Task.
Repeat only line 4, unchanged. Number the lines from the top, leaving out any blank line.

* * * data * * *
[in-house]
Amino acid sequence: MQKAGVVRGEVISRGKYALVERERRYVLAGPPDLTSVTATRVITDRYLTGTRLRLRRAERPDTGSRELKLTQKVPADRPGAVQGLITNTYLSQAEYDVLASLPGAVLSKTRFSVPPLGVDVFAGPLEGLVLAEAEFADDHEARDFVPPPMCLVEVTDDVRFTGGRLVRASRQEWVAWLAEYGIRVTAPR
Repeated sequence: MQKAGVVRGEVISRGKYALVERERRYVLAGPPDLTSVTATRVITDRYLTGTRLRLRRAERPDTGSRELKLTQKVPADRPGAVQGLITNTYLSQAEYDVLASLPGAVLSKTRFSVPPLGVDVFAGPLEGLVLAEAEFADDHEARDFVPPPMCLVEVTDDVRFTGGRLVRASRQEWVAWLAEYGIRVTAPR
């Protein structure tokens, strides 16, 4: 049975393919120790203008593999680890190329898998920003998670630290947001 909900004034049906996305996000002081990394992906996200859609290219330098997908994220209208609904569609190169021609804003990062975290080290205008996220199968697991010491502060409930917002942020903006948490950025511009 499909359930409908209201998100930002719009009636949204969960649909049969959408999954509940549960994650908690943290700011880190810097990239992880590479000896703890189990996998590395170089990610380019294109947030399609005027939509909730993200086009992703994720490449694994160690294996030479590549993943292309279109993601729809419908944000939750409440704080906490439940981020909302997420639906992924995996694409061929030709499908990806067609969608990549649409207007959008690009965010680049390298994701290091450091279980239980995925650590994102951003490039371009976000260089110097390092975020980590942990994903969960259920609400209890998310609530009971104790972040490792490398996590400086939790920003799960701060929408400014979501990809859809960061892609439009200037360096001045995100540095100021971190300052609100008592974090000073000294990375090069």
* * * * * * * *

């Protein structure tokens, strides 16, 4: 049975393919120790203008593999680890190329898998920003998670630290947001 909900004034049906996305996000002081990394992906996200859609290219330098997908994220209208609904569609190169021609804003990062975290080290205008996220199968697991010491502060409930917002942020903006948490950025511009 499909359930409908209201998100930002719009009636949204969960649909049969959408999954509940549960994650908690943290700011880190810097990239992880590479000896703890189990996998590395170089990610380019294109947030399609005027939509909730993200086009992703994720490449694994160690294996030479590549993943292309279109993601729809419908944000939750409440704080906490439940981020909302997420639906992924995996694409061929030709499908990806067609969608990549649409207007959008690009965010680049390298994701290091450091279980239980995925650590994102951003490039371009976000260089110097390092975020980590942990994903969960259920609400209890998310609530009971104790972040490792490398996590400086939790920003799960701060929408400014979501990809859809960061892609439009200037360096001045995100540095100021971190300052609100008592974090000073000294990375090069």